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NCJRS Abstract

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NCJ Number: 98487 Find in a Library
Title: Sixth and Fourteenth Amendments - Appointed Counsel Has No Constitutional Duty to Argue Nonfrivolous Issues on Appeal - Jones v Barnes, 103 S Ct 3308 (1983)
Journal: Journal of Criminal Law and Criminology  Volume:74  Issue:4  Dated:(Winter 1983)  Pages:1353-1371
Author(s): D J Gross
Date Published: 1983
Page Count: 19
Format: Article
Language: English
Country: United States of America
Annotation: In Jones v. Barnes, the U.S. Supreme Court held that attorneys appointed to appeal criminal convictions have no constitutional duty to raise every nonfrivolous issue that defendants request them to argue.
Abstract: The Supreme Court had previously held that under the 14th amendment, an indigent defendant is entitled to the assistance of counsel on a first appeal. Once appointed, counsel must meet a minimum standard of effectiveness and act as an advocate for the defendant rather than as a friend of the court. Aside from these general propositions, however, the Court had not clearly specified the constitutional duties appointed counsel owe their clients. In 'Barnes,' the Court examined these duties and held that counsel can provide a constitutionally adequate defense while refusing to raise nonfrivolous issues that defendants request be argued on appeal. In the dissent, Justice Brennan wrote that the majority had disregarded fundamental precepts of equality and individual autonomy. The dissent was concerned that the ruling would place ultimate decisionmaking authority with counsel rather than the defendant and that it would foster mistrust between counsel and indigent defendants. The Court's majority, on the other hand, was concerned that defendants would rob themselves of effective representation if counsel were bound to their wishes in raising every conceivable nonfrivolous issue on appeal. The Court feared the result would frustrate the appellate courts in their pursuit of justice. The Court was correct in acting to avoid defendants' unnecessary use of the appellate process in the face of an increasingly crowded docket; the Court continues to expect appointed counsel to argue the strongest issues on appeal. A total of 120 footnotes are provided.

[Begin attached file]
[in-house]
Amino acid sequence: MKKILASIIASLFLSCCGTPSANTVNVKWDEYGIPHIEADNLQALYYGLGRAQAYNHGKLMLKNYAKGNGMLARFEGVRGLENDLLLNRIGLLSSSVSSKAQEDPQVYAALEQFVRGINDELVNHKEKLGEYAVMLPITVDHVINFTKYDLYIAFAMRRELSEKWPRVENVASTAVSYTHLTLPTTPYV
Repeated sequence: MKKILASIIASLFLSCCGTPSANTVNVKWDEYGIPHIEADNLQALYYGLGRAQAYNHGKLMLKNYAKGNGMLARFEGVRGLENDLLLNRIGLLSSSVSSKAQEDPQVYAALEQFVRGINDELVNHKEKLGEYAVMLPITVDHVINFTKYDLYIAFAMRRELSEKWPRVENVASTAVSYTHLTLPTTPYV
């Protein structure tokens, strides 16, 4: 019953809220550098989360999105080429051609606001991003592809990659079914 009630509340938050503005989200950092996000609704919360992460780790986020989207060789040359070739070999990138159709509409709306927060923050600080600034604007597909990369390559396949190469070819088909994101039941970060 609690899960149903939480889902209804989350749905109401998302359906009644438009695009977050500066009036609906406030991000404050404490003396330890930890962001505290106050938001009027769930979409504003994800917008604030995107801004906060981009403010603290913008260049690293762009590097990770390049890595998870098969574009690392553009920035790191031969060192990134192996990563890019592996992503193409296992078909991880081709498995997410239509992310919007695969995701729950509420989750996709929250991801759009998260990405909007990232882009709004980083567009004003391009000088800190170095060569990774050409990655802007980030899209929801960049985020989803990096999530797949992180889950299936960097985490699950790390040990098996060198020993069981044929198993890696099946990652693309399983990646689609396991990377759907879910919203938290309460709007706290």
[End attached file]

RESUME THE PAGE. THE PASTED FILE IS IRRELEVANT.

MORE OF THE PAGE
Index Term(s): Appeal procedures; Attorney competence; Court appointed counsel; Right to counsel; Right to Due Process; US Supreme Court decisions
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